Maybe I’ll just focus on embracing this beautiful chaos instead of wishing for ‘perfection’ and ‘balance.’ (Because I don’t believe they’re real at this stage, anyway. ?)

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    Tips parents need to know about poor air quality and caring for kids with asthma

    There are steps parents can take to keep their children as healthy as possible.

    When wildfires struck the West Coast in September 2020, there was a lot for parents to worry about. For parents of children with asthma, though, the danger could be even greater. "There are more than 400 toxins that are present in wildfire smoke. That can activate the immune system in ways that aren't helpful by both causing an inflammatory response and distracting the immune system from fighting infection," says Amy Oro, MD, a pediatrician at Stanford Children's Health. "When smoke enters into the lungs, it causes irritation and muscle spasms of the smooth muscle that is around the small breathing tubes in the lungs. This can lead to difficulty with breathing and wheezing. It's really difficult on the lungs."

    With the added concern of COVID-19 and the effect it can have on breathing, many parents feel unsure about how to keep their children protected. The good news is that there are steps parents can take to keep their children as healthy as possible.

    Here are tips parents need to know about how to deal with poor air quality when your child has asthma.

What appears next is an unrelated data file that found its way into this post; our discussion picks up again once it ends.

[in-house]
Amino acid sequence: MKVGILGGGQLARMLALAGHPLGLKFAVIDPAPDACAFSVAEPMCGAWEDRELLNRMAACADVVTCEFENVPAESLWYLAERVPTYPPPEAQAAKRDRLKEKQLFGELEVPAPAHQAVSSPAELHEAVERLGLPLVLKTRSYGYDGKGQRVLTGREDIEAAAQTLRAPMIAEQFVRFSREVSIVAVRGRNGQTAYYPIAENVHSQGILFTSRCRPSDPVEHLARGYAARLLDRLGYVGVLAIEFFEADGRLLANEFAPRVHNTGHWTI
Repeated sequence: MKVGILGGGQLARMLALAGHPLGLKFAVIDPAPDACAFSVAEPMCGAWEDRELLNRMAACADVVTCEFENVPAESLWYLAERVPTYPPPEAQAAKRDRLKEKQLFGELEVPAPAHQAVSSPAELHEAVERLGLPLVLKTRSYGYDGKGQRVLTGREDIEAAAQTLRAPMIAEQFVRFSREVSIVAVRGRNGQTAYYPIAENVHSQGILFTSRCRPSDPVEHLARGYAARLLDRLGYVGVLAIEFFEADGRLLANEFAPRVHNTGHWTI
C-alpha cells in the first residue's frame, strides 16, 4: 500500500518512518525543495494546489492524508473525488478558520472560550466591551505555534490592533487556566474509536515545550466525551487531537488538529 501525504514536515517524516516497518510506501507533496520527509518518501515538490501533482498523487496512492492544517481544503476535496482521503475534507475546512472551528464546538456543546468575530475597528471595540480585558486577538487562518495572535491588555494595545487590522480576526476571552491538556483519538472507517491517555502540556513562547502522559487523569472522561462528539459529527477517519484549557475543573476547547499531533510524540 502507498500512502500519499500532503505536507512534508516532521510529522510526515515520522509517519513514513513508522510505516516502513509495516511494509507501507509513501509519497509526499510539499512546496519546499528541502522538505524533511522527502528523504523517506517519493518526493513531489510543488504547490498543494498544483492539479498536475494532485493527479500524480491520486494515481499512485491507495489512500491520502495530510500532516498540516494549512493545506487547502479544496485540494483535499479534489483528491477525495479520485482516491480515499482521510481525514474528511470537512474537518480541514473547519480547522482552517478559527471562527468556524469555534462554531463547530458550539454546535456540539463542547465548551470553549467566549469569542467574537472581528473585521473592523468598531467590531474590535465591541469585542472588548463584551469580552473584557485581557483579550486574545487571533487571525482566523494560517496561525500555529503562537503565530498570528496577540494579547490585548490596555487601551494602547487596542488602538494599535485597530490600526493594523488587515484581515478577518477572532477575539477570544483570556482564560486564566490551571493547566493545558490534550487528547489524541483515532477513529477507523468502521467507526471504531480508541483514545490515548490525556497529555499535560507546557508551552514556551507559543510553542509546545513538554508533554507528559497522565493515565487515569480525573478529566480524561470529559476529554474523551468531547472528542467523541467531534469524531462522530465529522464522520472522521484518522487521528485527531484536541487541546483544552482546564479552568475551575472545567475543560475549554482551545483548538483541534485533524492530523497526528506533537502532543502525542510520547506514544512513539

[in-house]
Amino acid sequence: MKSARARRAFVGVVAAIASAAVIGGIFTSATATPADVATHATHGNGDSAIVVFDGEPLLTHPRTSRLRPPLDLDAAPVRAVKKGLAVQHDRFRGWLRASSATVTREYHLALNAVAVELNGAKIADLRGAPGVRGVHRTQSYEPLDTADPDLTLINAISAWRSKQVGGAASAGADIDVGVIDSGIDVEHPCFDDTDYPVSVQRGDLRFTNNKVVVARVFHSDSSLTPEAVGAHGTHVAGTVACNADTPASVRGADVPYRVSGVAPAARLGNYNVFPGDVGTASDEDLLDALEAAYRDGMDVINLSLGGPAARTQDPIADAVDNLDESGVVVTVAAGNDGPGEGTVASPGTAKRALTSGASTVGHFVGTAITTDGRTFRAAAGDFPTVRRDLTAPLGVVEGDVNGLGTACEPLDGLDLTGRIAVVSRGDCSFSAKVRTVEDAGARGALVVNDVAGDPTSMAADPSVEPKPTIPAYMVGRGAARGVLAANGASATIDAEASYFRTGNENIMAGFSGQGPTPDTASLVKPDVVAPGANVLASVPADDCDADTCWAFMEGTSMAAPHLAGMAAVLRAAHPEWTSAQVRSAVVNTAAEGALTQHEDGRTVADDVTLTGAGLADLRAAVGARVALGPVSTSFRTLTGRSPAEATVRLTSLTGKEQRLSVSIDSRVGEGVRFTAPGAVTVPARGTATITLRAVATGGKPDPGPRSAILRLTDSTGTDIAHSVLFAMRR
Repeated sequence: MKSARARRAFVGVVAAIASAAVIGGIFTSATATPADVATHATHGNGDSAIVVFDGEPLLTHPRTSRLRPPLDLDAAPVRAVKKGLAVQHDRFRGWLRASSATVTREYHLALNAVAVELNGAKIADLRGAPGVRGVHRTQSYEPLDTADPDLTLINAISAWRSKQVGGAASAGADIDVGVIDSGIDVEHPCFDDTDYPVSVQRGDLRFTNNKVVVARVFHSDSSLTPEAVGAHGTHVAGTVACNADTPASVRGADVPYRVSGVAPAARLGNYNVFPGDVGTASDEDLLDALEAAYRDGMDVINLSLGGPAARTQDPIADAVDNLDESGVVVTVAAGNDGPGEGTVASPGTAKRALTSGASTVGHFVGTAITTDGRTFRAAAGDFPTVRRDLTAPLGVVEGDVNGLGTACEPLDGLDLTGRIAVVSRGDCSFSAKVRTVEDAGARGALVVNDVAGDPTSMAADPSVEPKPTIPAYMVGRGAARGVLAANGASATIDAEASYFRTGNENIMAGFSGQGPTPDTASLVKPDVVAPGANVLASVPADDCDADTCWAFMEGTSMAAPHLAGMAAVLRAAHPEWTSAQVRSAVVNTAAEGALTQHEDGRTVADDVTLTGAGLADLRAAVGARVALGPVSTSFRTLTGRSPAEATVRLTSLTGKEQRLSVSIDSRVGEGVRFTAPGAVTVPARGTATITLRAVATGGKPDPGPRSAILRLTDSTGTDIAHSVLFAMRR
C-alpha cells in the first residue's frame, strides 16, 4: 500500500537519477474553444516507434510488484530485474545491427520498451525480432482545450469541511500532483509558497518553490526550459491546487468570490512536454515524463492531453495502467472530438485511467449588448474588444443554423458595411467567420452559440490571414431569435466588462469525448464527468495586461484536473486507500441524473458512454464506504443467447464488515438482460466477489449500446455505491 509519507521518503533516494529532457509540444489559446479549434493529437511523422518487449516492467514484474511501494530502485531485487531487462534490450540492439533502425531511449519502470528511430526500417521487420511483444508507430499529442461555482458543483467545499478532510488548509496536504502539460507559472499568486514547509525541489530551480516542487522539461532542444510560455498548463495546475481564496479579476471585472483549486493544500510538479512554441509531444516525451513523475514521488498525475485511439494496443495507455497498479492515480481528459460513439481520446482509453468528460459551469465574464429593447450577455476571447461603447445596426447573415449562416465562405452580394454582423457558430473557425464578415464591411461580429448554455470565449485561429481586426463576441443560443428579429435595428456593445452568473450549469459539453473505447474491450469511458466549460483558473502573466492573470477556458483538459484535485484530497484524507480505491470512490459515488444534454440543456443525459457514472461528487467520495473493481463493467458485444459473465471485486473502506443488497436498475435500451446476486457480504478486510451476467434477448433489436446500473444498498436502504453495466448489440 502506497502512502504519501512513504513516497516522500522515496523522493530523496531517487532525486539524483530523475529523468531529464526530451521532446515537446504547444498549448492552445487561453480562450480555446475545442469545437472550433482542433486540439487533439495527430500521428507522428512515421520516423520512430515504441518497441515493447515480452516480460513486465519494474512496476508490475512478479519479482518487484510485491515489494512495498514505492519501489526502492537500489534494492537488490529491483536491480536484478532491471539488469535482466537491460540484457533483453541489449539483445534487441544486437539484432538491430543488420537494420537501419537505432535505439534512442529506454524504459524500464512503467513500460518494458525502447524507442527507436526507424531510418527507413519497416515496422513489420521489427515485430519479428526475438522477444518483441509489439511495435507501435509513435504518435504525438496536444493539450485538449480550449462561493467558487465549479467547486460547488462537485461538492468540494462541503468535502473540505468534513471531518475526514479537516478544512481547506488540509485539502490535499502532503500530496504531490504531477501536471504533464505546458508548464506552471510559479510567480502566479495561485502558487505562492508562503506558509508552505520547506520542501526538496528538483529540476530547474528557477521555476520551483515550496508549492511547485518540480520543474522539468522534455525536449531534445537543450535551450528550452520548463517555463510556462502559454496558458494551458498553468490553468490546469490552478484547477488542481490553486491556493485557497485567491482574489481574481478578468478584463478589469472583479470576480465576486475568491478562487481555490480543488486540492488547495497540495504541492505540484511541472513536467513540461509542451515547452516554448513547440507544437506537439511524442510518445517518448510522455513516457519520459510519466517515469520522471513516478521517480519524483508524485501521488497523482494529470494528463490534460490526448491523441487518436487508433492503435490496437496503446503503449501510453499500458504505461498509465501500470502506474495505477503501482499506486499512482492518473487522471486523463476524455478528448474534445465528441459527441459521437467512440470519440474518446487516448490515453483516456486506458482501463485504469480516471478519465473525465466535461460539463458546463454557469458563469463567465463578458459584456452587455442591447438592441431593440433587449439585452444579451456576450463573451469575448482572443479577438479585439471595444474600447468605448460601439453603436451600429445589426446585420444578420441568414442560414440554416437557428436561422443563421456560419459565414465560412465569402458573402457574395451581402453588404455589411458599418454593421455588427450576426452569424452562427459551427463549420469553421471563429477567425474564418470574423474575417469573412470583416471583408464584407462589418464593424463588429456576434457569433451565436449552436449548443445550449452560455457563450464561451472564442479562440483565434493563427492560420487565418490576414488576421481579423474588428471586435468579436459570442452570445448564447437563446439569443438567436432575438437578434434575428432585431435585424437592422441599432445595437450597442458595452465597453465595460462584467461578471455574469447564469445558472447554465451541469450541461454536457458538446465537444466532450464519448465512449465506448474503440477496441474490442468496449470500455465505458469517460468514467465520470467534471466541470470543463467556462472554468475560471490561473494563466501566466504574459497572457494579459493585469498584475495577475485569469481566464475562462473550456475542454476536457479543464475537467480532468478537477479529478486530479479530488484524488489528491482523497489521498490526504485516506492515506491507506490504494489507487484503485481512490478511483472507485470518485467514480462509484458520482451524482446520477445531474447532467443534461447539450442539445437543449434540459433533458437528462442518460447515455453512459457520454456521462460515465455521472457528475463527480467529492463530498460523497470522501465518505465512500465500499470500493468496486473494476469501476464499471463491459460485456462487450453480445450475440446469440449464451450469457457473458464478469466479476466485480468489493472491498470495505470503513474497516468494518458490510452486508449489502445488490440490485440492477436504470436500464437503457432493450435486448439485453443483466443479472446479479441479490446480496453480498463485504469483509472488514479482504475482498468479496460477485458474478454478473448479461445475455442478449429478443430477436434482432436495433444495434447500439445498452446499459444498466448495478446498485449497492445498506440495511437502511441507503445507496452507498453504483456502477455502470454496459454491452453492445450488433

Minimize smoke exposure.

    Especially when the air quality index reaches dangerous levels, it's best to stay indoors as much as possible. You can find out your area's AQI at An under 50 rating is the safest, but between 100-150 is considered unhealthy for sensitive groups, such as children with asthma. "If you're being told to stay indoors, listen. If you can, keep the windows and doors closed," Oro says.

    Do your best to filter the air.

    According to Oro, a HEPA filter is your best bet to effectively clean pollutants from the air. Many homes are equipped with a built-in HEPA filter in their air conditioning systems, but you can also get a canister filter. Oro says her family (her husband and children all suffer from asthma) also made use of a hack from the New York Times and built their own filter by duct taping a HEPA furnace filter to the front of a box fan. "It was pretty disgusting what we accumulated in the first 20 hours in our fan," she says.

    Avoid letting your child play outside or overly exert themselves in open air.

    "Unfortunately, cloth masks don't do very much [to protect you from the smoke pollution]," Oro says. "You really need an N95 mask, and most of those have been allocated toward essential workers." To keep at-risk children safer, Oro recommends avoiding brisk exercise outdoors. Instead, set up an indoor obstacle course or challenge your family to jumping jacks periodically to keep everyone moving safely.